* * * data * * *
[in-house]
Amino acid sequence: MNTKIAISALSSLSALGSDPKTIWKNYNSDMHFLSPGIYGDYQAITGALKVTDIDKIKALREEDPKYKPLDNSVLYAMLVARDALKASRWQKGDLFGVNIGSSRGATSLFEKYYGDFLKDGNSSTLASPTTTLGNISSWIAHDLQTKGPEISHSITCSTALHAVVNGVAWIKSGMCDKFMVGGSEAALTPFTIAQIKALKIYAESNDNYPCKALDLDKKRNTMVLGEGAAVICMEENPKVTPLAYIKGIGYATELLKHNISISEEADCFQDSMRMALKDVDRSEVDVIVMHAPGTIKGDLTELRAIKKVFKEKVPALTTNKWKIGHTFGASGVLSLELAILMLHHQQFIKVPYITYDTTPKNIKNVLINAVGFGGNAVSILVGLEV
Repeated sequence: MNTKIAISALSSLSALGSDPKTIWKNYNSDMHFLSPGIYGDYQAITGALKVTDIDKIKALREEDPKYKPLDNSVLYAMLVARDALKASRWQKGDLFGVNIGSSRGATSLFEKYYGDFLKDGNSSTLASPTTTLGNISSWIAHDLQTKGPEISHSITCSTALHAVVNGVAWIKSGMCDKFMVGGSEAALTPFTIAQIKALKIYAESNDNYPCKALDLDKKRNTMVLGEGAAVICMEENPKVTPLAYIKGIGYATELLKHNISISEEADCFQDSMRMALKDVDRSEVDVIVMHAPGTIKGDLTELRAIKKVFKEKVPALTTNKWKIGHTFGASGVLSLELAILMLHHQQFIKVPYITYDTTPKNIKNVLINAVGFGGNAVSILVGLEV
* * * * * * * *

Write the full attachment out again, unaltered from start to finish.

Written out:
[in-house]
Amino acid sequence: MNTKIAISALSSLSALGSDPKTIWKNYNSDMHFLSPGIYGDYQAITGALKVTDIDKIKALREEDPKYKPLDNSVLYAMLVARDALKASRWQKGDLFGVNIGSSRGATSLFEKYYGDFLKDGNSSTLASPTTTLGNISSWIAHDLQTKGPEISHSITCSTALHAVVNGVAWIKSGMCDKFMVGGSEAALTPFTIAQIKALKIYAESNDNYPCKALDLDKKRNTMVLGEGAAVICMEENPKVTPLAYIKGIGYATELLKHNISISEEADCFQDSMRMALKDVDRSEVDVIVMHAPGTIKGDLTELRAIKKVFKEKVPALTTNKWKIGHTFGASGVLSLELAILMLHHQQFIKVPYITYDTTPKNIKNVLINAVGFGGNAVSILVGLEV
Repeated sequence: MNTKIAISALSSLSALGSDPKTIWKNYNSDMHFLSPGIYGDYQAITGALKVTDIDKIKALREEDPKYKPLDNSVLYAMLVARDALKASRWQKGDLFGVNIGSSRGATSLFEKYYGDFLKDGNSSTLASPTTTLGNISSWIAHDLQTKGPEISHSITCSTALHAVVNGVAWIKSGMCDKFMVGGSEAALTPFTIAQIKALKIYAESNDNYPCKALDLDKKRNTMVLGEGAAVICMEENPKVTPLAYIKGIGYATELLKHNISISEEADCFQDSMRMALKDVDRSEVDVIVMHAPGTIKGDLTELRAIKKVFKEKVPALTTNKWKIGHTFGASGVLSLELAILMLHHQQFIKVPYITYDTTPKNIKNVLINAVGFGGNAVSILVGLEV